“PROSE”: “the ordinary language people use in speaking or writing.” – Merriam Webster
Following is excerpted from Connected Warriors website: https://connectedwarriors.org/warrior-testimonials/
SERGEANT FIRST CLASS
“My name is Nikki Prodromos and I found Connected Warriors Yoga because drinking to cope with my three combat tours landed me in Veterans’ Treatment Court after having a few too many and getting behind the wheel. I have 21 enlisted years in the Army, serving active duty from ’95-’99 and joining the Reserves after September 11th. After each combat tour, I came home a little more anxious, a little more depressed, and a lot more withdrawn. At my lowest point, I couldn’t leave my apartment to check my mail and would ‘rally’ two days a month to attend battle assemblies and honor my reserve commitment but, I would pick up a 12 pack on the way home.
“Veterans’ Treatment Court required me to write a five-year plan in which I included attending yoga, for several reasons. First, the plan required a physical exercise element and as a 70% disabled veteran, this was one of my few viable options. Second, I tried yoga a few years ago and loved how I felt after my practice. Third, my Veterans’ Treatment Court mentor handed me a CW yoga flier and I found out it was free…which was about all my budget could afford last year. Finally, I’m two semesters shy of my master’s degree in Performance/Sport Psychology and know that the healing power of yoga has been proven time and time again. Boy, did I need some healing!”
Following description of a yoga class at Ft. Campbell is excerpted from Connected Warriors website: https://connectedwarriors.org/warrior-testimonials/
Michael, MSG – U.S. ARMY VETERAN WITH 17 YEARS IN SERVICE
“Three years ago a retired Army Command Sergeant Major invited me to a Connected Warriors yoga class at Fort Campbell. Needless to say, I was apprehensive about going to an unfamiliar activity that I perceived as new age stretching for women. Walking in the room, I was surprised to find such an eclectic group of participants from all different age groups, genders, body types, and fitness levels. Many had some type of knee, shoulder, or back injury – battle wounds from a dedicated life of service. Much to my surprise, the class was an intense workout that challenged my strength, balance, and flexibility. I found myself returning each week to learn new postures and for the challenge of pushing myself to the edge. During that year, I noticed physical changes such as my knee no longer swelling after long runs and ruck marches, increased inner core strength, and an overall improvement in my level of fitness.”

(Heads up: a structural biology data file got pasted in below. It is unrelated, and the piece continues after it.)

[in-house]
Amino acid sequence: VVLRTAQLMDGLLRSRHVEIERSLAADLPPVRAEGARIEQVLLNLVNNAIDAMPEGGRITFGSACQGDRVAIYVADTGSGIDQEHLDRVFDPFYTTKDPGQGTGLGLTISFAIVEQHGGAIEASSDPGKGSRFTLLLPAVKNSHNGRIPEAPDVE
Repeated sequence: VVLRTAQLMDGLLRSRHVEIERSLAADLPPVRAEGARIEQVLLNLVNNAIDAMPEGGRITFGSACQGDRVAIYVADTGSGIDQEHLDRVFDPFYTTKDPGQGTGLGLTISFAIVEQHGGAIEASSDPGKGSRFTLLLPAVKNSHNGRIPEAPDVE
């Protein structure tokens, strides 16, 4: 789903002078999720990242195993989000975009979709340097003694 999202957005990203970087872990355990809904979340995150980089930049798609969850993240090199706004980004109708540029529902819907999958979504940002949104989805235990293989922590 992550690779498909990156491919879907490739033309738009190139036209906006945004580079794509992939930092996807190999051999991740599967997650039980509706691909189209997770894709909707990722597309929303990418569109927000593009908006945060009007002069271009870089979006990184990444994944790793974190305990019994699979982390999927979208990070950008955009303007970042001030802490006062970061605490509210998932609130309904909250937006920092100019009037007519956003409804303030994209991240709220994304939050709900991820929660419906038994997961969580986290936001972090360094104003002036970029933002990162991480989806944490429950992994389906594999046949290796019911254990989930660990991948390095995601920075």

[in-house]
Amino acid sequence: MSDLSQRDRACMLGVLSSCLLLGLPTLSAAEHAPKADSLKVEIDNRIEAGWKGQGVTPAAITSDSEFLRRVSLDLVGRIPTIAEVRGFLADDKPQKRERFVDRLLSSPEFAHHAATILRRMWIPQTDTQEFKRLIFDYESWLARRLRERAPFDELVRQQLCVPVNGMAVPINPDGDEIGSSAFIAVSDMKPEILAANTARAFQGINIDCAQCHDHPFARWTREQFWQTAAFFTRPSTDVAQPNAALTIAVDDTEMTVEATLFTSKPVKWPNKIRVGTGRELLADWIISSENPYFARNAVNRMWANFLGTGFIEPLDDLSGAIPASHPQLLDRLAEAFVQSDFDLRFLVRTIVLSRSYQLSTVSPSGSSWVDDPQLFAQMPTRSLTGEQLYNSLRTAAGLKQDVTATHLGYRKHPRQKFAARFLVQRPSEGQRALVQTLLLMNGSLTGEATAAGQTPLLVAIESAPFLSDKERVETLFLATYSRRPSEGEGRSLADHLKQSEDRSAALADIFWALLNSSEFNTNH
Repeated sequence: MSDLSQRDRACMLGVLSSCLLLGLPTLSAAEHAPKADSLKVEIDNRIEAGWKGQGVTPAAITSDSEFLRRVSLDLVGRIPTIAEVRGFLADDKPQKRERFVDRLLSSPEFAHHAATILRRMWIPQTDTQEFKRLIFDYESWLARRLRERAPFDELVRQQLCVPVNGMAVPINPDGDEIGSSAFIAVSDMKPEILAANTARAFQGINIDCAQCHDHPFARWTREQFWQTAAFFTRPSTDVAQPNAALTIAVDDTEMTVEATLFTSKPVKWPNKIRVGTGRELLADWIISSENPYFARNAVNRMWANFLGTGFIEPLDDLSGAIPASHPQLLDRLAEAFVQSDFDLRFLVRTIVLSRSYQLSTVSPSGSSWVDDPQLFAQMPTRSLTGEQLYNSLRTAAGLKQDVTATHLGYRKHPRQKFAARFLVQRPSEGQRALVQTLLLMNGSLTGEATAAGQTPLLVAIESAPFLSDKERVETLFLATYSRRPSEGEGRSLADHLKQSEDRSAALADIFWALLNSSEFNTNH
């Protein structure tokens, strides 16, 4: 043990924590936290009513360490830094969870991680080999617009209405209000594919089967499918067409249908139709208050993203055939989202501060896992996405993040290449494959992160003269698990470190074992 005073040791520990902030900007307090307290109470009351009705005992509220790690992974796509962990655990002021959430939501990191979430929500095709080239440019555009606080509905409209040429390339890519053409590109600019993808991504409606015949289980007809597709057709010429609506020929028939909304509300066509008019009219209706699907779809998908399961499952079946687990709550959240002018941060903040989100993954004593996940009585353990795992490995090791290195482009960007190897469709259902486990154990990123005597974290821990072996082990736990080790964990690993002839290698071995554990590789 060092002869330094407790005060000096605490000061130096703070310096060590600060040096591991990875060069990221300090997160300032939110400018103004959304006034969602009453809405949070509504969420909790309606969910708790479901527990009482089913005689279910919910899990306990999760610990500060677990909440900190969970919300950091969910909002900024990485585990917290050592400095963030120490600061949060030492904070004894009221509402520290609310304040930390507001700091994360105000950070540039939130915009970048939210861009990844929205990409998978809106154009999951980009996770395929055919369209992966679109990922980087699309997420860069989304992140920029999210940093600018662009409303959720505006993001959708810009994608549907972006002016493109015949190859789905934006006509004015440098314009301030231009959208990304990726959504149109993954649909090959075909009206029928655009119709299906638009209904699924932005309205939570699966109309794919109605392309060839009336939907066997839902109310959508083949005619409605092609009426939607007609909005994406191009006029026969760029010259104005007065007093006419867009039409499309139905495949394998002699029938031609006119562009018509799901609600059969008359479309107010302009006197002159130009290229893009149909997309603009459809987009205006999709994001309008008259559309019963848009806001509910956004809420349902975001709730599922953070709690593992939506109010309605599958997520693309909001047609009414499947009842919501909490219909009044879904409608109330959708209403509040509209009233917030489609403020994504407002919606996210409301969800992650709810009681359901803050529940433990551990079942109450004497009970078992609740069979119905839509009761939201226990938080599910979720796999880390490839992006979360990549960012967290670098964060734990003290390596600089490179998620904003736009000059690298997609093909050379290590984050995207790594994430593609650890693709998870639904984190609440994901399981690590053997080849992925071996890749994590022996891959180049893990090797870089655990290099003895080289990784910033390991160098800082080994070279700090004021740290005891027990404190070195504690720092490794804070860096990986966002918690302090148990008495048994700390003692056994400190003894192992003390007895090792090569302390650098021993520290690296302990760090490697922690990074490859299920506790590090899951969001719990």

Per Connected Warriors:
“The Connected Warriors mission is to empower Servicemembers, Veterans and their Families worldwide through Trauma-Conscious Yoga.”
“Thanks to our synergistic partnership with the U.S. Department of Veterans Affairs (VA), Connected Warriors is at the forefront of clinical studies on yoga’s positive effects. Out of every dollar we raise, 92¢ cents goes into our programs in 9 countries worldwide, 24 states, and Washington D.C.”
Two Vietnam veterans talk about the Connected Warriors program in 2011 South Florida article re former sex crimes and homicide prosecutor who left to teach yoga full time:
“I always thought that yoga had something to do with meditation, but I didn’t know it was so strenuous,” said Vietnam veteran Curtis Hodge Jr., 66, a Lauderhill retiree. He said a weekly class with Frankel has helped him sleep through the night for the first time in 40 years.
“This is not a sissy thing, you know,” Hodge said.
Fellow Vietnam veteran Tom Turnberger, 63, a former Marine, praised Frankel’s non-critical manner. “He goes out of his way to make everyone feel welcome,” said Turnberger, of Plantation. “He said he appreciates what we’ve done as veterans, and that is not something those of us who served in Vietnam heard a lot.
“I don’t know how this works, but it gives me a sense of calm,” he added. “I’ve been searching for this.”
Feature image accessed 4 December 2018 at https://connectedwarriors.org/warrior-testimonials/
Charles Bloeser is a lawyer and the researcher behind the creation of combatresearchandprose.com, a new open-source applied research initiative examining combat and those marked by it. His most recent publication, in August 2018, reports how a cancer-stricken, combat-haunted Vietnam veteran fell between the cracks in a modern jail. It’s an account that, from that warrior’s deathbed, he asked author to share with those best able to keep the same thing from happening to others. STRIFE, at the Department of War Studies, Kings College London, gave him a way to do that.